On heroes and gratitude: A real Thansgivukkah message
It has a clever, catchy name. It will allegedly occur once every 78,000 years. It has inspired dozens of fusion recipes like sweet potato latkes with cranberry applesauce. It has even inspired a Hanukkiah or menorah in the shape of a turkey, a “menurkey.” It is the perfect blending of two of your favorite holidays….It’s Thanksgivvukah. Next week we will celebrate the fortunate overlapping of these two holidays—lighting the 2nd candle as we ate our fill.
Let’s not forget that at its core, both holidays give us an opportunity to express our gratitude for the abundance in our lives. And while there are many important themes connected to Hanukkah, the festival of lights, one that really sticks out, is the idea that that the holiday is about heroes.
Our Beverly Hills community as well as the music community at large lost a true hero last week. Joel Pressman, a teacher of mine, lost his valiant battle with cancer. Joel, Mr. Pressman, or Mr. P was a consummate teacher. He was THAT teacher to literally thousands. The one you remember, the one who left an indelible mark on your life. He wasn’t always easy. He had a big personality and wasn’t afraid to share his opinions or judgments.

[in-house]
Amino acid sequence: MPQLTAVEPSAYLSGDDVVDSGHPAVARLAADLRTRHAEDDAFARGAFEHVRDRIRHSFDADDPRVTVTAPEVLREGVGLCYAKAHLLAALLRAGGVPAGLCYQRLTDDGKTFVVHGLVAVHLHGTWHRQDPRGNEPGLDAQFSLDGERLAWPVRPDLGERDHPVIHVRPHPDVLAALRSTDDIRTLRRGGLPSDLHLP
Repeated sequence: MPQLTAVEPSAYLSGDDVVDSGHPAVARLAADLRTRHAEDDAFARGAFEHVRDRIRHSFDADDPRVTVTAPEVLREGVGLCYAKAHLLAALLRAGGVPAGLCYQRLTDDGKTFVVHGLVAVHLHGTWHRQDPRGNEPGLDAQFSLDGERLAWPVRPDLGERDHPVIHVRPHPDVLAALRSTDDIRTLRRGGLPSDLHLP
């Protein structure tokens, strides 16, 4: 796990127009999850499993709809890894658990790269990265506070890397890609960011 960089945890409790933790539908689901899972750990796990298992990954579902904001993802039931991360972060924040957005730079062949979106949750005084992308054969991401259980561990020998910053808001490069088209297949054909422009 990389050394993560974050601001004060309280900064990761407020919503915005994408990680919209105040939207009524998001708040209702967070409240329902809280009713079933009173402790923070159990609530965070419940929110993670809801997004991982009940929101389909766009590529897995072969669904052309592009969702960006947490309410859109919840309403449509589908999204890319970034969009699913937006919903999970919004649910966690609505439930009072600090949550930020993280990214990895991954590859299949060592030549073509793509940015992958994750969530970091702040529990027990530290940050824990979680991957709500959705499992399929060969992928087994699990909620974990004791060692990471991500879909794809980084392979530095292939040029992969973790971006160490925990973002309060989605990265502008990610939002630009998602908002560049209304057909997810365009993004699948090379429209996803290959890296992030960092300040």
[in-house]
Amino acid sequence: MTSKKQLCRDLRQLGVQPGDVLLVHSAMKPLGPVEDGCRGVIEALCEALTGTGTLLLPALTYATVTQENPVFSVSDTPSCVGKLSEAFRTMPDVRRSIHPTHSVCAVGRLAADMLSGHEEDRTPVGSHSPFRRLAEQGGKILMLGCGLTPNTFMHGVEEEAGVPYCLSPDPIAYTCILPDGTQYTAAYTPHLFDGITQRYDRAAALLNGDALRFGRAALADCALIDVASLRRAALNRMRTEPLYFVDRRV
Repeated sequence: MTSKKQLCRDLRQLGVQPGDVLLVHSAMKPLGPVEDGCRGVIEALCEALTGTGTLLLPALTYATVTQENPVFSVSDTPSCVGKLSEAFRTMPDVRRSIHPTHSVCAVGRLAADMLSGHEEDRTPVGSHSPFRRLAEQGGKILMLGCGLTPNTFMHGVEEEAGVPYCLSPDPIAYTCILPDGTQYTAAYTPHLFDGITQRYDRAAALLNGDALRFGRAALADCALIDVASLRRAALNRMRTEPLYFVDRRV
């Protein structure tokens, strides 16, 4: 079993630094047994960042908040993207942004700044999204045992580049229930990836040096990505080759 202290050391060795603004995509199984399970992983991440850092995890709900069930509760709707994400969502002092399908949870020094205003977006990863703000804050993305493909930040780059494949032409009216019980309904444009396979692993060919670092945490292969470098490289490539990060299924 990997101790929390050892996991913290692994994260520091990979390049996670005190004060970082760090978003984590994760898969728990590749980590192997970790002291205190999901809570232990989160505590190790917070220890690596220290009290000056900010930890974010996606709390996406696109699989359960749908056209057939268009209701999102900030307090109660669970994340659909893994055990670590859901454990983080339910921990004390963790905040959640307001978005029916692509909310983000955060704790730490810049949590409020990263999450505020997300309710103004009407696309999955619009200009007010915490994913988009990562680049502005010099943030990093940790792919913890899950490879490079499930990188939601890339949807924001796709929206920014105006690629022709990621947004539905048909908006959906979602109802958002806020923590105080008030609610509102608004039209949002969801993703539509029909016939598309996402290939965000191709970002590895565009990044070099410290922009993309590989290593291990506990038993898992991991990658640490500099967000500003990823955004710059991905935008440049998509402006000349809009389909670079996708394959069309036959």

In the last few months before he died, Mr. P became more and more public about his condition- with many video posts on Facebook. And what became clear was that this teacher’s teacher would continue to teach us all up until his dying day.
“I’m not afraid of death. That’s the easy part” he said. “It’s dying that is really hard.”
In his dying months, he gave us all a gift. Rather than retreat into anonymity, he became more and more public. Even hosting a “Day in the Park with Joel” where literally hundreds lined up to say goodbye and to let him know just how much he meant to them.
That, I believe, was the most profound blessing (if there is a blessing in all of this) of his illness and passing. He got to know first-hand, just how significant he was to so many people. He got to hear, feel and truly understand just how loved he was. Most people don’t get that opportunity. We usually talk about people only after they are gone.
How did he do this? By sharing his one powerful and simple message. Love. Just love. Nothing else.
He told us all he loved us, and in so doing, encouraged us to tell him how we felt about him. He even inspired me to pick up the phone and tell several other important mentors in my life just how important they are to me.
At this time of year, just a few days before Thanksgivukkah, I encourage you to put real meaning behind this conflated holiday. Seek out an old mentor or teacher –one of your unsung heroes. Express gratitude for changing your life. In so doing, you just might change theirs.